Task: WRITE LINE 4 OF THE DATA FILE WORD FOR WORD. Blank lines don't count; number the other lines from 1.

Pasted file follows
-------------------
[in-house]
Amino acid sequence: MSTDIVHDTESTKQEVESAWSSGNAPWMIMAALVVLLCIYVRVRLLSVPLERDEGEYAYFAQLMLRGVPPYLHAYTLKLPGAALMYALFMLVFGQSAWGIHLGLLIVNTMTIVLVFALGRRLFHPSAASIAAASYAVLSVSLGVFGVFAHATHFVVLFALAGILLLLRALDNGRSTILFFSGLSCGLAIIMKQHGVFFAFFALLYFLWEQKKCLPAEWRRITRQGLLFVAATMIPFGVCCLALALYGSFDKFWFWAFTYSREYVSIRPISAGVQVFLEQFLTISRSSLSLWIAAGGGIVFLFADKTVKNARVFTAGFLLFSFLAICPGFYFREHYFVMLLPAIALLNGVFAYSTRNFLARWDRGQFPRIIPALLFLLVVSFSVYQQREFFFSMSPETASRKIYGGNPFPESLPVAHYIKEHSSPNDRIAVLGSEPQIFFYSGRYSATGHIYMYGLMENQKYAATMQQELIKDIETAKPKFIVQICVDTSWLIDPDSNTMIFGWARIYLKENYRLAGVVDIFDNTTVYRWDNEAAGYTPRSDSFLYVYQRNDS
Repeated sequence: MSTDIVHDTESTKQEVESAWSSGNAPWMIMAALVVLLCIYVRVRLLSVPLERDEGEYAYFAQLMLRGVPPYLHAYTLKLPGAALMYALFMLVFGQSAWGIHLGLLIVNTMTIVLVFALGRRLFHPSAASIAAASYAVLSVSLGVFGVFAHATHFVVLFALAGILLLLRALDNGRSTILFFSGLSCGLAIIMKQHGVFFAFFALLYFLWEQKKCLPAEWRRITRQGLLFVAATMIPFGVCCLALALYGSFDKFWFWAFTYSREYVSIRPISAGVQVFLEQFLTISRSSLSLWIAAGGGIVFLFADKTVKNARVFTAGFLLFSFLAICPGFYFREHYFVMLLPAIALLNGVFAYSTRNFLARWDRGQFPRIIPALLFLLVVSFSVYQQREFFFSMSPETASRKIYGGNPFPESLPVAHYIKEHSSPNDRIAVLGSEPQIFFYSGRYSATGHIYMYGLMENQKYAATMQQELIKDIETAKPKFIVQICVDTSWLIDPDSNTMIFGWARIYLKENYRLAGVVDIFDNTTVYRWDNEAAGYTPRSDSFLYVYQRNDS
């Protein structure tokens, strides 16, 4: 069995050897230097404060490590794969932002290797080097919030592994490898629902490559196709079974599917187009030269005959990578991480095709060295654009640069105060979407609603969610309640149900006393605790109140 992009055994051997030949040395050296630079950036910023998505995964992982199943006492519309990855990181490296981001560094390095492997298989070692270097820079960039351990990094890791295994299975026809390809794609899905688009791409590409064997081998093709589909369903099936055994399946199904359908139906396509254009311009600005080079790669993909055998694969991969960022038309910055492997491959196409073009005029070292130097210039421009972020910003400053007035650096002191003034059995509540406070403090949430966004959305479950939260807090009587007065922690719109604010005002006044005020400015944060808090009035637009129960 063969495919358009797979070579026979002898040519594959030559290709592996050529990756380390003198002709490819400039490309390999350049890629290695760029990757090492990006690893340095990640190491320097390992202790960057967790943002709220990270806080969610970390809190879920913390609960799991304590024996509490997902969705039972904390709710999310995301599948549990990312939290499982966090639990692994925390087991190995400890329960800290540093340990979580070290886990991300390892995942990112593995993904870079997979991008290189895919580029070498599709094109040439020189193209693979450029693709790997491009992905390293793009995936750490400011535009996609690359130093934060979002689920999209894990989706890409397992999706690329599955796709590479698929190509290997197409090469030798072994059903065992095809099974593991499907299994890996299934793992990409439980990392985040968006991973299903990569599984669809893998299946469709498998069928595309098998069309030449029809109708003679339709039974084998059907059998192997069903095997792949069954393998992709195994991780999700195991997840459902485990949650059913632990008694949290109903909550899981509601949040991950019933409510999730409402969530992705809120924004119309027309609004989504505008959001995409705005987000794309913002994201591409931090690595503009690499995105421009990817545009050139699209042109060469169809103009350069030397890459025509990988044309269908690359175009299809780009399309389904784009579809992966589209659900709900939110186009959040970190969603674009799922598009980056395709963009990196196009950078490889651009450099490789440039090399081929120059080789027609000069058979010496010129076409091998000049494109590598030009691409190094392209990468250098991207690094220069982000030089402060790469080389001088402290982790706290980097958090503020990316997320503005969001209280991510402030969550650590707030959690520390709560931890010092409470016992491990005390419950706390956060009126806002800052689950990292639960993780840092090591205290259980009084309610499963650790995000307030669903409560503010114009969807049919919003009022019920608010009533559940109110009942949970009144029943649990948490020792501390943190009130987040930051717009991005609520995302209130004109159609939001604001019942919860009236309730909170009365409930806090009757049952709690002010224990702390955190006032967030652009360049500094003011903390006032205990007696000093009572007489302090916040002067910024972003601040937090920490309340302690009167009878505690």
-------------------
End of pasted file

């Protein structure tokens, strides 16, 4: 069995050897230097404060490590794969932002290797080097919030592994490898629902490559196709079974599917187009030269005959990578991480095709060295654009640069105060979407609603969610309640149900006393605790109140 992009055994051997030949040395050296630079950036910023998505995964992982199943006492519309990855990181490296981001560094390095492997298989070692270097820079960039351990990094890791295994299975026809390809794609899905688009791409590409064997081998093709589909369903099936055994399946199904359908139906396509254009311009600005080079790669993909055998694969991969960022038309910055492997491959196409073009005029070292130097210039421009972020910003400053007035650096002191003034059995509540406070403090949430966004959305479950939260807090009587007065922690719109604010005002006044005020400015944060808090009035637009129960 063969495919358009797979070579026979002898040519594959030559290709592996050529990756380390003198002709490819400039490309390999350049890629290695760029990757090492990006690893340095990640190491320097390992202790960057967790943002709220990270806080969610970390809190879920913390609960799991304590024996509490997902969705039972904390709710999310995301599948549990990312939290499982966090639990692994925390087991190995400890329960800290540093340990979580070290886990991300390892995942990112593995993904870079997979991008290189895919580029070498599709094109040439020189193209693979450029693709790997491009992905390293793009995936750490400011535009996609690359130093934060979002689920999209894990989706890409397992999706690329599955796709590479698929190509290997197409090469030798072994059903065992095809099974593991499907299994890996299934793992990409439980990392985040968006991973299903990569599984669809893998299946469709498998069928595309098998069309030449029809109708003679339709039974084998059907059998192997069903095997792949069954393998992709195994991780999700195991997840459902485990949650059913632990008694949290109903909550899981509601949040991950019933409510999730409402969530992705809120924004119309027309609004989504505008959001995409705005987000794309913002994201591409931090690595503009690499995105421009990817545009050139699209042109060469169809103009350069030397890459025509990988044309269908690359175009299809780009399309389904784009579809992966589209659900709900939110186009959040970190969603674009799922598009980056395709963009990196196009950078490889651009450099490789440039090399081929120059080789027609000069058979010496010129076409091998000049494109590598030009691409190094392209990468250098991207690094220069982000030089402060790469080389001088402290982790706290980097958090503020990316997320503005969001209280991510402030969550650590707030959690520390709560931890010092409470016992491990005390419950706390956060009126806002800052689950990292639960993780840092090591205290259980009084309610499963650790995000307030669903409560503010114009969807049919919003009022019920608010009533559940109110009942949970009144029943649990948490020792501390943190009130987040930051717009991005609520995302209130004109159609939001604001019942919860009236309730909170009365409930806090009757049952709690002010224990702390955190006032967030652009360049500094003011903390006032205990007696000093009572007489302090916040002067910024972003601040937090920490309340302690009167009878505690």